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Idaho murder suspect Brian Koberger appears in court, waives right to speedy probable cause hearing

Idaho murder suspect Brian Koberger appears in court, waives right to speedy probable cause hearing

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The man suspected of killing four University of Idaho students appeared in court Thursday for a status conference, where a judge scheduled a preliminary probable cause hearing to begin June 26.

Brian Kochberger, who appeared in court in an orange prison uniform with his legs shackled, waived his right to a speedy probable cause hearing within 14 days. The 28-year-old spoke only briefly as he answered the referee’s questions.

The public defender representing the suspect asked the judge to allow four or five days for a probable cause hearing this summer, and the judge indicated he would block the week of June 26 for the case. The judge also ordered Koberger to remain in state custody without bond.

Kohberger is being held without bond in the Latah County Jail in Idaho, where he faces four counts of first-degree murder and one count of burglary in the fatal stabbings of Kaylee Goncalves, 21; Madison Mogen, 21; Xana Kernodle, 20; and Ethan Chapin, 20.

After a night out, the four students were found dead on Nov. 13 in an off-campus home, police said, wearing out their nerves the college town of Moscow, Idahoalong the Washington state border.

Follow the live updates: Brian Koberger to appear in court

Authorities arrested Kochberger nearly seven weeks later, taking him to his parents’ home in Pennsylvania, where a lawyer said he had been traveling for the holidays. And while it took almost two months for authorities to publicly name a suspect, for police who faced increasing criticism while the investigation outwardly appeared stalled—had begun to focus on Kohberger as a suspect weeks earlier.

Meanwhile, Koberger’s neighbor in nearby Pullman, Washington, said CBS News the suspect asked him about the murders days after they happened, allegedly saying, “Yeah, they don’t seem to have any leads. It appears to be a crime of passion. The neighbor requested anonymity, CBS reported.

Among the most notable pieces of evidence was a witness account from one of the victims’ surviving roommates, who told police she saw a man dressed in black inside the house on the morning of the murders. according to a probable cause affidavit released last week. The witness described the man as about 5-foot-10 or taller and not very muscular but athletically built with bushy eyebrows, the release said.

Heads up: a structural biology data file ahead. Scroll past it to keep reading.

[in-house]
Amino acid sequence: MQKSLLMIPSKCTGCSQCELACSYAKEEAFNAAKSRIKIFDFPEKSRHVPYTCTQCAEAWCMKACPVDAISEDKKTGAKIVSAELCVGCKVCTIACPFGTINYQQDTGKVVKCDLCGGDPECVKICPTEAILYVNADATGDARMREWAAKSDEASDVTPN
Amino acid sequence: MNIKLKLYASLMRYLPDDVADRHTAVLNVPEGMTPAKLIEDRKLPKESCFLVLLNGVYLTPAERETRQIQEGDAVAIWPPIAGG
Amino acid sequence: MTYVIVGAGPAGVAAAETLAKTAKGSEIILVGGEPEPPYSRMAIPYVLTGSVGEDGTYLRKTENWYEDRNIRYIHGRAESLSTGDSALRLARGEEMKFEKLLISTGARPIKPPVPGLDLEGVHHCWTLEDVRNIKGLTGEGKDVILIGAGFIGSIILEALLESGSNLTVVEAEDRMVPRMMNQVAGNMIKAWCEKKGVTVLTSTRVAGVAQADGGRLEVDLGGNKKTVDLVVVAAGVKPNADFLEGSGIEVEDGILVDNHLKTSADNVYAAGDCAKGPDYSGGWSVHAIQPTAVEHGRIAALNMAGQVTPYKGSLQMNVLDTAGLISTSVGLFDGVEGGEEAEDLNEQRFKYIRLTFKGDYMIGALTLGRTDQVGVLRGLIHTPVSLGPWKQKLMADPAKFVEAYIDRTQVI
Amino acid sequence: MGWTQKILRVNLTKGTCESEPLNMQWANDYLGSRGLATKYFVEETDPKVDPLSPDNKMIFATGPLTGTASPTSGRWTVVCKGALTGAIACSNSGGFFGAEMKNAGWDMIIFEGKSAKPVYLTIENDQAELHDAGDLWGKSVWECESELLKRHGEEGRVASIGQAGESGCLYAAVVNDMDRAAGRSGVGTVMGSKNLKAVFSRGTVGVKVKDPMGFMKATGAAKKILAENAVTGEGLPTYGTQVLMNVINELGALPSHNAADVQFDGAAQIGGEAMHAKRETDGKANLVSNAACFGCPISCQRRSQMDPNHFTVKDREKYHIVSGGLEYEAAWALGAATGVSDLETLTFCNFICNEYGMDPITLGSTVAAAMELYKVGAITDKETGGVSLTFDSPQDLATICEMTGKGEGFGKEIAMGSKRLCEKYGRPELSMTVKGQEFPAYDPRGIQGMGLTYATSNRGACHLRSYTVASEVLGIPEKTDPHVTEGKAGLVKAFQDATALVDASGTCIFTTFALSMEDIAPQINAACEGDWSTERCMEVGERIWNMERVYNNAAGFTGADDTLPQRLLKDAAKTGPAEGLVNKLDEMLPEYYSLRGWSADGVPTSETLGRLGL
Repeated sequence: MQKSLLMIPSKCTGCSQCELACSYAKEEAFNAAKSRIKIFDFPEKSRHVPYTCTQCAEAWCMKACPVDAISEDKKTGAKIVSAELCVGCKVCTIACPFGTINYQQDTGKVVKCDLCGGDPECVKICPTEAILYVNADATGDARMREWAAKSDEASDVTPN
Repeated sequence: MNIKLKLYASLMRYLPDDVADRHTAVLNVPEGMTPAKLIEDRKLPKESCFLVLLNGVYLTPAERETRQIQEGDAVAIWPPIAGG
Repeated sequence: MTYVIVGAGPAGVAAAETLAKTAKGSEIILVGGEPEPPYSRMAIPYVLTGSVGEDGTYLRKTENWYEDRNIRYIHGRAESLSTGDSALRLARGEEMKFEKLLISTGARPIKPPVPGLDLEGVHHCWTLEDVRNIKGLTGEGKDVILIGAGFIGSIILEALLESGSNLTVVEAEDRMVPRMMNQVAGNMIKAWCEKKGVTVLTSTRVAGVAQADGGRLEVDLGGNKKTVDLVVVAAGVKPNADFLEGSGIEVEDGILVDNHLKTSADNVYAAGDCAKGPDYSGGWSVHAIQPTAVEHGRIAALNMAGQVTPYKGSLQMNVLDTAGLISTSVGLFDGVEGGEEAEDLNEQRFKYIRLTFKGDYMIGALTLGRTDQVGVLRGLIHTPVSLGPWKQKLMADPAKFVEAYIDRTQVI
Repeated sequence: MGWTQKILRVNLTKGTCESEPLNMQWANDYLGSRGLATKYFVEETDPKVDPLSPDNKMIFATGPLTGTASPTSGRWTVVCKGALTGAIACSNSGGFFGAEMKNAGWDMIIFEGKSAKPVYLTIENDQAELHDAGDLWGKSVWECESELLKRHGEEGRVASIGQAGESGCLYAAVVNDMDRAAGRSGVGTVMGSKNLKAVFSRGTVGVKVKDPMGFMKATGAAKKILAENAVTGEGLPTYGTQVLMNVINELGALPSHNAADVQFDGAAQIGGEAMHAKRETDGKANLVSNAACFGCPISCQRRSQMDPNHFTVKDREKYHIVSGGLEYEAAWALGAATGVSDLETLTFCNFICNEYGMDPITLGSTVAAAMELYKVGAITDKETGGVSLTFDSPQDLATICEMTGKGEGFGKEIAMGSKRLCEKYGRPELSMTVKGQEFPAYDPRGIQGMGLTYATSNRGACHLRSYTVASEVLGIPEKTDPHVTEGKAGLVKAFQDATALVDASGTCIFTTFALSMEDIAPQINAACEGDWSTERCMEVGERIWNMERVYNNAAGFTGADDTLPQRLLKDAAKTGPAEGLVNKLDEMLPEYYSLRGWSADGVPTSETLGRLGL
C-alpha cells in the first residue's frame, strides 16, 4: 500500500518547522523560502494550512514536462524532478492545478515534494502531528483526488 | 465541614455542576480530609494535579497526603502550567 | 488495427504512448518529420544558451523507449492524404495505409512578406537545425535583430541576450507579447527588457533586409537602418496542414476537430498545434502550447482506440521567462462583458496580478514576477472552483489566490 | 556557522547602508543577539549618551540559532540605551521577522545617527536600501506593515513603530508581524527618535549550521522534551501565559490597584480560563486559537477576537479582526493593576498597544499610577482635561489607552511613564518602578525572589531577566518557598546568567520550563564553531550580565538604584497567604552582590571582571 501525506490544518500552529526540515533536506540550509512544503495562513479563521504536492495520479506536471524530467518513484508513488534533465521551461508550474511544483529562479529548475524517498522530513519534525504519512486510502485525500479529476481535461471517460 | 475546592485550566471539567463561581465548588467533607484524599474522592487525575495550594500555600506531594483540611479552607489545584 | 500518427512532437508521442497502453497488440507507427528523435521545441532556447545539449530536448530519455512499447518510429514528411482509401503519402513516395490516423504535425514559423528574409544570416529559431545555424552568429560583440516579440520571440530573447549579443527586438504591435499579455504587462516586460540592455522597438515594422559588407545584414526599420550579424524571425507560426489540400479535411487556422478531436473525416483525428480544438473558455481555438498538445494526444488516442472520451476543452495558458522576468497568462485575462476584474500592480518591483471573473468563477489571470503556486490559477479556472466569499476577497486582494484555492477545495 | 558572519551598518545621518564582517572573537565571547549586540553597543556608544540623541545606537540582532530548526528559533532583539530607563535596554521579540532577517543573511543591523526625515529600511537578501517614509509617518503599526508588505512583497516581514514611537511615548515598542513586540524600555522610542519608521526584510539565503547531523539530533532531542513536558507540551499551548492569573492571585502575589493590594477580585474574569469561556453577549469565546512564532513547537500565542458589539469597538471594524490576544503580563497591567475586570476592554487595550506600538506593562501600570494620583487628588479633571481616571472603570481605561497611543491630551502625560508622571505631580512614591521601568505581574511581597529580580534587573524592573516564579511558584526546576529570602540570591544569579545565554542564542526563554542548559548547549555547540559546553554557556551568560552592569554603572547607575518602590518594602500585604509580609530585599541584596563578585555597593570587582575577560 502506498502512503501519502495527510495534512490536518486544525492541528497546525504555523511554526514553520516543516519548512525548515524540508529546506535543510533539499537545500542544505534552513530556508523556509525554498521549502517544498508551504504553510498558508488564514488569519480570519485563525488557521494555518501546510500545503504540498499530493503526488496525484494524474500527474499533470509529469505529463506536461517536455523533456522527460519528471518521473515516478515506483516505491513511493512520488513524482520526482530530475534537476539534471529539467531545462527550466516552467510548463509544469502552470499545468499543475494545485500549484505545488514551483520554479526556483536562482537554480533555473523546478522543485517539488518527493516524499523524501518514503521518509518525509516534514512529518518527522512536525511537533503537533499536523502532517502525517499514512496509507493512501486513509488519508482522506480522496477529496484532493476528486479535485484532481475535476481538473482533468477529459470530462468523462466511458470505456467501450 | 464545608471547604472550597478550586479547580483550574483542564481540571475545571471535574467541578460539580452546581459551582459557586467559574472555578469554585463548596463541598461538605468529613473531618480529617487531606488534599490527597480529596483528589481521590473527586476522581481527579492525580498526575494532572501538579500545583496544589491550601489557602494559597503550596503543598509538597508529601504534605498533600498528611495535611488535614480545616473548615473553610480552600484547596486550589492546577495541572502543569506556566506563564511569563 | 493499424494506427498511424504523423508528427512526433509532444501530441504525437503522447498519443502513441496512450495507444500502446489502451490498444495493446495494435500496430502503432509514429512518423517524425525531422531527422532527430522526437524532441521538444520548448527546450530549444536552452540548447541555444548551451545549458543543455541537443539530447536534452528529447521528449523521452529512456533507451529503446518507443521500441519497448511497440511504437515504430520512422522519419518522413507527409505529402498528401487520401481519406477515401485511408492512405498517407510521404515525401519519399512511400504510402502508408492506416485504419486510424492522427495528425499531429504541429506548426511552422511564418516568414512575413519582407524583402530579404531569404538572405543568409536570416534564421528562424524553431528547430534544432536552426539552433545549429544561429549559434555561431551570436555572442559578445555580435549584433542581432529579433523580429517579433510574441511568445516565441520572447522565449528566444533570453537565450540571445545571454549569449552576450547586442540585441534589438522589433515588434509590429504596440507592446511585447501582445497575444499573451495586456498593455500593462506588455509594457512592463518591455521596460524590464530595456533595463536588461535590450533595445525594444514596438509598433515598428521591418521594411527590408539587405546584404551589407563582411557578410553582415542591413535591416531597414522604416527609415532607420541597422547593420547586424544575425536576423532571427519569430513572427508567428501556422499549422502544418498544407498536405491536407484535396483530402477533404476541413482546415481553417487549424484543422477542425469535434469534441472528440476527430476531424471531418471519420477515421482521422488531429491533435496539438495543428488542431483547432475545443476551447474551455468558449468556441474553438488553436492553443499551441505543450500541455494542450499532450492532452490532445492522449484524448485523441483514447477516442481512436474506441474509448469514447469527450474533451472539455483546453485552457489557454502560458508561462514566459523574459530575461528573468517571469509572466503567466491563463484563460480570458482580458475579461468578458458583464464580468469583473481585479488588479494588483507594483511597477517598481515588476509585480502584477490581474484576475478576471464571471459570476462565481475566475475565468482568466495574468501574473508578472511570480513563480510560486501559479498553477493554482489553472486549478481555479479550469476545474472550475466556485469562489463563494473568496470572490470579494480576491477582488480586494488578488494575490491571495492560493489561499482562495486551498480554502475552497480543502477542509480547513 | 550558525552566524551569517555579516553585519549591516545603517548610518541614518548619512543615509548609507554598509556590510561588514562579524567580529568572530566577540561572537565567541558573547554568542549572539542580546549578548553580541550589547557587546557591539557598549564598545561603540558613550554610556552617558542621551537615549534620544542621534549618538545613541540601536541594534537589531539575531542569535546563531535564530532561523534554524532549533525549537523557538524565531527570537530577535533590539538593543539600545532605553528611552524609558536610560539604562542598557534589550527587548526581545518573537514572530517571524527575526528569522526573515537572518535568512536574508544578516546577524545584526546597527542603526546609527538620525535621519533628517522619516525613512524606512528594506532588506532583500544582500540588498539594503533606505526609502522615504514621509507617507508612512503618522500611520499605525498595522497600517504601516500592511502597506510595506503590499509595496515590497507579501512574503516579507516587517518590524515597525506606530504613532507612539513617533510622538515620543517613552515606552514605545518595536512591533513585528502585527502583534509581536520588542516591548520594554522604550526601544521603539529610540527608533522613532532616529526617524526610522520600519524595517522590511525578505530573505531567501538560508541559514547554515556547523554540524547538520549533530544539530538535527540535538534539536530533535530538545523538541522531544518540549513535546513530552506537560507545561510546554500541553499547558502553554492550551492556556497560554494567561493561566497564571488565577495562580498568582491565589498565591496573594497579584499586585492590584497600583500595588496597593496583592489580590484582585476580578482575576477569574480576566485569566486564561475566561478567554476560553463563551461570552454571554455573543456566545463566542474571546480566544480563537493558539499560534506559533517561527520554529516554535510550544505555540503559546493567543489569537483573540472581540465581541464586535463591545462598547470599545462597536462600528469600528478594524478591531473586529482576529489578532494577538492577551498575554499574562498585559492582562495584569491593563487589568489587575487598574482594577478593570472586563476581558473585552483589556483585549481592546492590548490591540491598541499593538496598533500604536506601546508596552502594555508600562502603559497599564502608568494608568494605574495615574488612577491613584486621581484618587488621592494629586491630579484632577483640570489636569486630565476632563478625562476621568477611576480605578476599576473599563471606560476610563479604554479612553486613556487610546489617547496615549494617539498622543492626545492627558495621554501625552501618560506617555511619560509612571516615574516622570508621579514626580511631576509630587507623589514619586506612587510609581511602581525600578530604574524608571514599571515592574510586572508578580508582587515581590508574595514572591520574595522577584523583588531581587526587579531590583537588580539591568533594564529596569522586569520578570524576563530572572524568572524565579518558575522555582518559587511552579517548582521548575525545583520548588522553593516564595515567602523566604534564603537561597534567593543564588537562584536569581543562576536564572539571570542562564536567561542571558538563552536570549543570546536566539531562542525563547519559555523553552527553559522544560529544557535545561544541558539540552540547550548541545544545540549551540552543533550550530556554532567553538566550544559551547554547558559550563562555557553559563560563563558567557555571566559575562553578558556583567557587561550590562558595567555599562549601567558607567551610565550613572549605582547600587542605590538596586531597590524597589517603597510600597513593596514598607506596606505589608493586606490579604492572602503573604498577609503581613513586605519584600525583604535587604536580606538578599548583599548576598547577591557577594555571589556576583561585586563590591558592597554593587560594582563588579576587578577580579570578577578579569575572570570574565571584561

Investigators were also drawn to a white sedan seen on local surveillance footage in the area around the home. By Nov. 25, they had told local law enforcement to be on the lookout for the car, identified by then as a Hyundai Elantra.

Days later, officers at Washington State University, where Kochberger was a doctoral student in criminal justice, located such a vehicle and discovered it was registered to Kochberger, the affidavit said.

When investigators looked up his driver’s license information, they found it matched the roommate’s description of the man dressed in black, the affidavit said, noting his height, weight and bushy eyebrows.

Koberger got a new license plate for his car five days after the murders, the affidavit said. When he was arrested in Pennsylvania last week, a white Elantra was found at his home, according to Monroe County Chief Public Defender Jason LaBarre, who represented the suspect in his extradition.

Other evidence listed in the affidavit included phone records showing Kochberger’s phone was near the victims’ home at least a dozen times since June. The records also show the phone near the scene of the murders hours later, between 9:12 a.m. and 9:21 a.m., the document said.

Additionally, trash authorities removed from Kochberger’s family home revealed a DNA profile matched to the DNA of a tan leather scabbard found on the bed of one of the victims, the affidavit said. DNA recovered from the trash is believed to be that of the biological father of the man whose DNA was found on the wrapper, the release said.

Kochberger was also under surveillance for four days before his arrest, a law enforcement source told CNN. During that time, he was spotted placing trash bags in neighbors’ trash cans and “cleaned his car inside and out, not missing an inch,” according to the source.

A court order barred the prosecution and defense from commenting, except to refer to public records of the case.

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